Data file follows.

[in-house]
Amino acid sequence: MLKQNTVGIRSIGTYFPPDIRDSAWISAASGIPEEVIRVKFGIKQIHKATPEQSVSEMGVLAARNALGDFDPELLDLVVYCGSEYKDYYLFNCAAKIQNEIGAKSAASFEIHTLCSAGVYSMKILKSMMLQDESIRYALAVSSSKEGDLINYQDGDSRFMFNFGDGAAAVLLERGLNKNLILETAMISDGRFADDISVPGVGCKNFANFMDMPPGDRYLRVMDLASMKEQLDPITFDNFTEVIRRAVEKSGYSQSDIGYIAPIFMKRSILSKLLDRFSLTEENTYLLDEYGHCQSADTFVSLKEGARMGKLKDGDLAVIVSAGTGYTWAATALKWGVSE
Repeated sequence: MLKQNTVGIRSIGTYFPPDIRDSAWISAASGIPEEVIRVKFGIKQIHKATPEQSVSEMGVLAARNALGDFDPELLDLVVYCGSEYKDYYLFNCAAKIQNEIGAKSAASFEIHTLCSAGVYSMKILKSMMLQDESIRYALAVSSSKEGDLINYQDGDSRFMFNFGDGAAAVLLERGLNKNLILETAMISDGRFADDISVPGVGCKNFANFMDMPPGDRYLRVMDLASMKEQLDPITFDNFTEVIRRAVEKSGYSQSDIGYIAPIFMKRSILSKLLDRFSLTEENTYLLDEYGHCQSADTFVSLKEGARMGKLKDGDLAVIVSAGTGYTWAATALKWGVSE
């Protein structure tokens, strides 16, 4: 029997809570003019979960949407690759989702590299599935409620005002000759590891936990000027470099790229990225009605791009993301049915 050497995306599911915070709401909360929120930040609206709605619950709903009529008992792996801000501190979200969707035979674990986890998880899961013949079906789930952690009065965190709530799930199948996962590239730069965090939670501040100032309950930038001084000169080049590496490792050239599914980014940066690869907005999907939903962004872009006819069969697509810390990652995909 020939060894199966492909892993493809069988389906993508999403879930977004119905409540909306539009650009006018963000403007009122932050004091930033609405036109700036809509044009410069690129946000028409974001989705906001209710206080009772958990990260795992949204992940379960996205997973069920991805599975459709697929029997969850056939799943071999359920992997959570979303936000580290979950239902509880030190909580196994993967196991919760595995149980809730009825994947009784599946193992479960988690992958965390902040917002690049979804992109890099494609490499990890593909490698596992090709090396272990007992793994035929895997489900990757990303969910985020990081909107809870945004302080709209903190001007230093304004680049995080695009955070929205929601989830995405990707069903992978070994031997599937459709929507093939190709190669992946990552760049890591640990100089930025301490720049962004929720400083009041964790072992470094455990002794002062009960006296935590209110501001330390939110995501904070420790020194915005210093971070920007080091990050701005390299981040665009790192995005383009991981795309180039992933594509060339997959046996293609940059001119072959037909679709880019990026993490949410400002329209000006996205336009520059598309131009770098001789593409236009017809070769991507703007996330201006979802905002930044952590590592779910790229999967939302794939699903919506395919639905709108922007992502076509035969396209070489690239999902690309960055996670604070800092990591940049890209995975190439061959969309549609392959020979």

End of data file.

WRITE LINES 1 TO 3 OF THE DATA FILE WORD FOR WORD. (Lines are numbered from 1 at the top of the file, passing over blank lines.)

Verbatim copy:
[in-house]
Amino acid sequence: MLKQNTVGIRSIGTYFPPDIRDSAWISAASGIPEEVIRVKFGIKQIHKATPEQSVSEMGVLAARNALGDFDPELLDLVVYCGSEYKDYYLFNCAAKIQNEIGAKSAASFEIHTLCSAGVYSMKILKSMMLQDESIRYALAVSSSKEGDLINYQDGDSRFMFNFGDGAAAVLLERGLNKNLILETAMISDGRFADDISVPGVGCKNFANFMDMPPGDRYLRVMDLASMKEQLDPITFDNFTEVIRRAVEKSGYSQSDIGYIAPIFMKRSILSKLLDRFSLTEENTYLLDEYGHCQSADTFVSLKEGARMGKLKDGDLAVIVSAGTGYTWAATALKWGVSE
Repeated sequence: MLKQNTVGIRSIGTYFPPDIRDSAWISAASGIPEEVIRVKFGIKQIHKATPEQSVSEMGVLAARNALGDFDPELLDLVVYCGSEYKDYYLFNCAAKIQNEIGAKSAASFEIHTLCSAGVYSMKILKSMMLQDESIRYALAVSSSKEGDLINYQDGDSRFMFNFGDGAAAVLLERGLNKNLILETAMISDGRFADDISVPGVGCKNFANFMDMPPGDRYLRVMDLASMKEQLDPITFDNFTEVIRRAVEKSGYSQSDIGYIAPIFMKRSILSKLLDRFSLTEENTYLLDEYGHCQSADTFVSLKEGARMGKLKDGDLAVIVSAGTGYTWAATALKWGVSE